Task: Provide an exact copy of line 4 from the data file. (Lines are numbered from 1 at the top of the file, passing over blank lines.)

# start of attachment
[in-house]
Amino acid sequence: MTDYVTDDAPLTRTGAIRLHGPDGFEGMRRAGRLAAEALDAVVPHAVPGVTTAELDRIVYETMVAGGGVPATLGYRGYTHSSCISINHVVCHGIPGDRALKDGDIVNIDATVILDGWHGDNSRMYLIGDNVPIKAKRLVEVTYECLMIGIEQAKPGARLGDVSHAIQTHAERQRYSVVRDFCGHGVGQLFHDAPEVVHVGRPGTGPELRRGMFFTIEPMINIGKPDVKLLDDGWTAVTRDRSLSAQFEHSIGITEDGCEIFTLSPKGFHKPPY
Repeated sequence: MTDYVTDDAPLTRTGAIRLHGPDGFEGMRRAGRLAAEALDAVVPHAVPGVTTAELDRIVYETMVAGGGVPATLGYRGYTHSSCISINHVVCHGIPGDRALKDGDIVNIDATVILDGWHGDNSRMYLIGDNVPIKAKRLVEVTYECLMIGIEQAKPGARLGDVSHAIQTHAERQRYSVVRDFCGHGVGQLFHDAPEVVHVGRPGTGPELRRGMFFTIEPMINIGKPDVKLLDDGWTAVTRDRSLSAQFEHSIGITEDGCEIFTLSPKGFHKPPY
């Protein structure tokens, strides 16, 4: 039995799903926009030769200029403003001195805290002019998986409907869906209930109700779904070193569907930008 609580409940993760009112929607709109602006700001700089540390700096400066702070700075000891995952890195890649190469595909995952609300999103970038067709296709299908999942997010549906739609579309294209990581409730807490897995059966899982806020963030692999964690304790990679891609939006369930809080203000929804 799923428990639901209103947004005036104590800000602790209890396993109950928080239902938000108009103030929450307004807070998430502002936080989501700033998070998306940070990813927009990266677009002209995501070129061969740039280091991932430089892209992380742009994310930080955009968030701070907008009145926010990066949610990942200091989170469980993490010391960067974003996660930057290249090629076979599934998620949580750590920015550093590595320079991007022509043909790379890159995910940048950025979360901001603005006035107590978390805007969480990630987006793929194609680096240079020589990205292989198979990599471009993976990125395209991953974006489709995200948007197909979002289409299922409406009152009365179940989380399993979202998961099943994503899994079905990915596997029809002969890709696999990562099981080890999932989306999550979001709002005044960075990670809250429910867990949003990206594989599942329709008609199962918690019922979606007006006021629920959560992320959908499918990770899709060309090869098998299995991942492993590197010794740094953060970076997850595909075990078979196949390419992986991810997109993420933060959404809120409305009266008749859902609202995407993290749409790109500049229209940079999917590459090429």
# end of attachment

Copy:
């Protein structure tokens, strides 16, 4: 039995799903926009030769200029403003001195805290002019998986409907869906209930109700779904070193569907930008 609580409940993760009112929607709109602006700001700089540390700096400066702070700075000891995952890195890649190469595909995952609300999103970038067709296709299908999942997010549906739609579309294209990581409730807490897995059966899982806020963030692999964690304790990679891609939006369930809080203000929804 799923428990639901209103947004005036104590800000602790209890396993109950928080239902938000108009103030929450307004807070998430502002936080989501700033998070998306940070990813927009990266677009002209995501070129061969740039280091991932430089892209992380742009994310930080955009968030701070907008009145926010990066949610990942200091989170469980993490010391960067974003996660930057290249090629076979599934998620949580750590920015550093590595320079991007022509043909790379890159995910940048950025979360901001603005006035107590978390805007969480990630987006793929194609680096240079020589990205292989198979990599471009993976990125395209991953974006489709995200948007197909979002289409299922409406009152009365179940989380399993979202998961099943994503899994079905990915596997029809002969890709696999990562099981080890999932989306999550979001709002005044960075990670809250429910867990949003990206594989599942329709008609199962918690019922979606007006006021629920959560992320959908499918990770899709060309090869098998299995991942492993590197010794740094953060970076997850595909075990078979196949390419992986991810997109993420933060959404809120409305009266008749859902609202995407993290749409790109500049229209940079999917590459090429």